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Hope Against Hope

THE AMAZING ADVENTURES OF KAVALIER & CLAY A Novel By Michael Chabon; Random House: 644 pp., $26.95

October 08, 2000|JONATHAN LEVI | Jonathan Levi is a contributing writer to Book Review

Gadzooks! "The Amazing Adventures of Kavalier & Clay." Not since the Celebrated Mr. Kite have such superheroes been trumpeted with such promise and panache. And though Michael Chabon, who burst upon the literary scene 15 years ago with "The Mysteries of Pittsburgh," may be no John Lennon, his broadsheet of a title announces a center-ring spectacle as entertaining as any circus act, even without Henry the Horse.

Kavalier is young Josef Kavalier, a child of pre-World War II Prague, born to a professional secular Jewish family, in a time before tragedy. But as he grows into his late teens, the grip of Hitler tightens around his country and his city. It is Josef's boyhood obsession with the legend of the late Houdini and the secrets of locks and chains makes him the likeliest member of the family to escape. From Czechoslovakia to Russia to Japan and finally the United States, Joe uses silence and cunning to enter the land of his exile. And as the son of an endocrinologist and an analyst, it is little wonder that upon arriving in New York, Joe begins to earn his family's ransom by entering the business of comic books.

His partner in art is his American cousin, Sammy Clay (ne Klayman), a teenager afflicted with an overbearing mother and an imagination one step ahead of its time. Together Kavalier & Clay convince Sammy's employer--a purveyor of novelties and trinkets--to dip into the brave new world of comic books. In one caffeine-fueled weekend of invention, the pair create a hero to rival the recently born Superman. And little wonder that the fruit of their pens is a character they call The Escapist. "To all those who toil in the bonds of slavery and, uh, the, the shackles of oppression," Sammy stammers, "he offers the hope of liberation and the promise of freedom!"

The rest is all ripping calendar pages and whirling headlines. From comic books to radio, The Escapist (and a host of companion titles) leads Kavalier & Clay to a life of comfort and the love of beautiful people. But life is hardly a brimming bowl of cherries for our heroes. In the midst of their success they do battle with the Aryan League and the vice squad. And of course Joe has a family back in Prague to avenge. No sooner has one war ended then Kavalier & Clay find themselves in the thick of another, a battle against comic books waged by the All-American guardians of decency in a not-so-distant age when Tipper Gore and Joe Lieberman were too young to read much but, well, comic books. And if that weren't enough, there is a specter that, from the first days of their relationship, threatens to come between them, The Golem.

The Golem--like Joe Kavalier, our readers may recall--is a native of Prague, the legendary creation of Rabbi Loew from the mud of the Danube, an Incredible Yiddische Hunk, born to save the Jews from their enemies. Dormant for a number of years, the Golem is having something of a literary comeback in the United States. In recent years, writers as varied as Cynthia Ozick and Pete Hamill have invoked the friendly monster, the latter in the mean streets of Brooklyn and the former in the bathtub of a municipal employee. For Joe, in the Old World and the New, the Golem is as much Houdini as Superman, an escape artist of the first order, perfect for a persecuted Jewish people who need flight as much as fight.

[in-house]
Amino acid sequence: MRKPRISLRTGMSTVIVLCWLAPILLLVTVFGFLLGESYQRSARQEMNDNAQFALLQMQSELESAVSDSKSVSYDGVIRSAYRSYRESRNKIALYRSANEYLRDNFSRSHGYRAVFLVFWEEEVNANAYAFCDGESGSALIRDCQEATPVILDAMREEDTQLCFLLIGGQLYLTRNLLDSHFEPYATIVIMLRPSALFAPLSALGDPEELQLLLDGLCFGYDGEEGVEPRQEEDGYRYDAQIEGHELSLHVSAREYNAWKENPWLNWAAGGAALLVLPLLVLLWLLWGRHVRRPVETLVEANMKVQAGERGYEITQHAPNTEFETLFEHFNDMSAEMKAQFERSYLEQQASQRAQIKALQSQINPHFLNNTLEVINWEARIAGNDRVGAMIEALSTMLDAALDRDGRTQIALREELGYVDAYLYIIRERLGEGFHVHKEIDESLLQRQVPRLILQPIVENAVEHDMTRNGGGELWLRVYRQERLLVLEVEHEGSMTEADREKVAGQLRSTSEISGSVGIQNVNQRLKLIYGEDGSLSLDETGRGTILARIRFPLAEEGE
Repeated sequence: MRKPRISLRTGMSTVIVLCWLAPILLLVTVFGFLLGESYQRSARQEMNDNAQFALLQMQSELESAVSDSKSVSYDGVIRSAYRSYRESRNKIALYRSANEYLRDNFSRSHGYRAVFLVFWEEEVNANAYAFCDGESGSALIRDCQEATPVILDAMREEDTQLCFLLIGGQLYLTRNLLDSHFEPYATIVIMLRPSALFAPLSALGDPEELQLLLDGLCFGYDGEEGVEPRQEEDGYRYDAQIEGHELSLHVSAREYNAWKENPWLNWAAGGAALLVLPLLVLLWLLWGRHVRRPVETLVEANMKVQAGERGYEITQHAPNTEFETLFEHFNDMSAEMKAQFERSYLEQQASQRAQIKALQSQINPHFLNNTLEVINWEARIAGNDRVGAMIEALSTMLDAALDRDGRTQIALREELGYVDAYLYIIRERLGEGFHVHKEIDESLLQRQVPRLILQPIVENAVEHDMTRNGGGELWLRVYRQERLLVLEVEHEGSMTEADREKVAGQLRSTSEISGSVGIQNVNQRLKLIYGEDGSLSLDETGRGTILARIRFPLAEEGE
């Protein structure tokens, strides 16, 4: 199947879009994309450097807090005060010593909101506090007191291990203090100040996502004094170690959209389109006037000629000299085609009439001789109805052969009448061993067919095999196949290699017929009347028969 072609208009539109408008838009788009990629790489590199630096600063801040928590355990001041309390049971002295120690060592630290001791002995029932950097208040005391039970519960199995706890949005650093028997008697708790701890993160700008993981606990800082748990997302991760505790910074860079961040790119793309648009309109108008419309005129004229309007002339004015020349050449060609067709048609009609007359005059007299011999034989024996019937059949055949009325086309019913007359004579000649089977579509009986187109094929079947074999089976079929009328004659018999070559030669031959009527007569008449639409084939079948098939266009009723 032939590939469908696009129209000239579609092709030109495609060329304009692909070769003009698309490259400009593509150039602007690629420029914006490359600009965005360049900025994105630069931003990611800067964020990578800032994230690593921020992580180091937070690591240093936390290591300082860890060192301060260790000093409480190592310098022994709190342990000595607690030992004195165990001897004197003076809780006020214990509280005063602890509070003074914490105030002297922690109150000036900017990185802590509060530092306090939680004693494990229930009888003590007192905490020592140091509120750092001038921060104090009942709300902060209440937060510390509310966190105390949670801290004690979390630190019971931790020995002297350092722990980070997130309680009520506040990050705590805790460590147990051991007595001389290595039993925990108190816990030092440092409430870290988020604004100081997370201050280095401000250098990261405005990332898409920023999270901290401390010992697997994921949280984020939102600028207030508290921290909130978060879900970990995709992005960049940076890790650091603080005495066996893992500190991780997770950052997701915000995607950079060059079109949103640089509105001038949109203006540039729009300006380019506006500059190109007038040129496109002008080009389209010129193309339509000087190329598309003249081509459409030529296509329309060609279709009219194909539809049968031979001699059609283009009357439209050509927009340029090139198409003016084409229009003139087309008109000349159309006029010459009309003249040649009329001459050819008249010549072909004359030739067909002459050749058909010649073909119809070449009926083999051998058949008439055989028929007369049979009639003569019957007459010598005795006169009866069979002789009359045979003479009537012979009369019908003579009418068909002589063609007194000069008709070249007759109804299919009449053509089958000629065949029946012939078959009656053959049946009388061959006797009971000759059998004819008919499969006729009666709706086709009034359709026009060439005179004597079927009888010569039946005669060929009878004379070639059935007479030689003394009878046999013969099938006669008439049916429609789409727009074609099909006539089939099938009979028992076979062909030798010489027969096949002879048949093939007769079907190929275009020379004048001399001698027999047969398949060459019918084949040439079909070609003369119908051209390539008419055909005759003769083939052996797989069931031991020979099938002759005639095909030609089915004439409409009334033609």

For Chabon, who revels in the magic of language, the Golem is creation itself. "Every universe, our own included, begins in conversation," he writes. "Every Golem in the history of the world, from Rabbi Hanina's delectable goat to the river-clay Frankenstein of Rabbi Judah Loew ben Bezalel, was summoned into existence through language, through murmuring, recital, and cabalistic chitchat; was, literally, talked into life."

Words are certainly the creative mud that runs through the veins of Chabon. A wonderfully lyrical writer, Chabon rattles off one elegiac list after another, paeans to the comic books that sustained Joe during his lean years after the war. "Joe loved his comic books: for their inferior color separation, their poorly trimmed paper stock, their ads for air rifles and dance courses and acne creams, for the basement smell that clung to the older ones. . . . Most of all, he loved them for the pictures and stories they contained, the inspirations and lucubrations of five hundred aging boys dreaming as hard as they could . . . transfiguring their insecurities and delusions, their wishes and their doubts, their public educations and their sexual perversions, into something that only the most purblind of societies would have denied the status of art."

And yet, for all the words in Chabon's 600-plus pages, there is remarkably little blood. Change the names Kavalier & Clay to Hardy & Hardy and there would be little difference in the level of derring-do. The shaping of a Golem may be, as it is to Joe at the end, "a gesture of hope, offered against hope, in a time of desperation . . . the expression of a yearning that a few magic words and an artful hand might produce something--one poor, dumb, powerful thing--exempt from the crushing strictures, from the ills, cruelties, and inevitable failures of the greater Creation." But shaping without fire, yearning without passion, leave the adventures of Kavalier & Clay three colors short of amazement.

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